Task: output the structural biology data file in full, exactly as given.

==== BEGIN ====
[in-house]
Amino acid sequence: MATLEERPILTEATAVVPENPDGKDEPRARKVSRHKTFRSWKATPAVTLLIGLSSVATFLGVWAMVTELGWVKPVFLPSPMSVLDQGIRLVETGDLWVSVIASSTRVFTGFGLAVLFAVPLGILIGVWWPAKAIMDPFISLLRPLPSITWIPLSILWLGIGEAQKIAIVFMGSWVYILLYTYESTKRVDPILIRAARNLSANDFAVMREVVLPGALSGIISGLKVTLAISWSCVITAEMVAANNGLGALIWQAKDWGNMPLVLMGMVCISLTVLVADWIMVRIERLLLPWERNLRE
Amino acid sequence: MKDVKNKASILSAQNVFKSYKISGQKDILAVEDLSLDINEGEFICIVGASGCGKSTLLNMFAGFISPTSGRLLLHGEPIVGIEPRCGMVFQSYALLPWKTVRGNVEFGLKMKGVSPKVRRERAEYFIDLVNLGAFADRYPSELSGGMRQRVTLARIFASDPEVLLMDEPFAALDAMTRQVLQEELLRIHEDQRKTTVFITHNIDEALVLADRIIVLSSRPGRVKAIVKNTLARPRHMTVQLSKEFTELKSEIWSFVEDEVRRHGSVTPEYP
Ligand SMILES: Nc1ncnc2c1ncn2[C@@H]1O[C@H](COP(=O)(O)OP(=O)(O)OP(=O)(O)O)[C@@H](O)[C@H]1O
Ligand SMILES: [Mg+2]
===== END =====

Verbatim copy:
[in-house]
Amino acid sequence: MATLEERPILTEATAVVPENPDGKDEPRARKVSRHKTFRSWKATPAVTLLIGLSSVATFLGVWAMVTELGWVKPVFLPSPMSVLDQGIRLVETGDLWVSVIASSTRVFTGFGLAVLFAVPLGILIGVWWPAKAIMDPFISLLRPLPSITWIPLSILWLGIGEAQKIAIVFMGSWVYILLYTYESTKRVDPILIRAARNLSANDFAVMREVVLPGALSGIISGLKVTLAISWSCVITAEMVAANNGLGALIWQAKDWGNMPLVLMGMVCISLTVLVADWIMVRIERLLLPWERNLRE
Amino acid sequence: MKDVKNKASILSAQNVFKSYKISGQKDILAVEDLSLDINEGEFICIVGASGCGKSTLLNMFAGFISPTSGRLLLHGEPIVGIEPRCGMVFQSYALLPWKTVRGNVEFGLKMKGVSPKVRRERAEYFIDLVNLGAFADRYPSELSGGMRQRVTLARIFASDPEVLLMDEPFAALDAMTRQVLQEELLRIHEDQRKTTVFITHNIDEALVLADRIIVLSSRPGRVKAIVKNTLARPRHMTVQLSKEFTELKSEIWSFVEDEVRRHGSVTPEYP
Ligand SMILES: Nc1ncnc2c1ncn2[C@@H]1O[C@H](COP(=O)(O)OP(=O)(O)OP(=O)(O)O)[C@@H](O)[C@H]1O
Ligand SMILES: [Mg+2]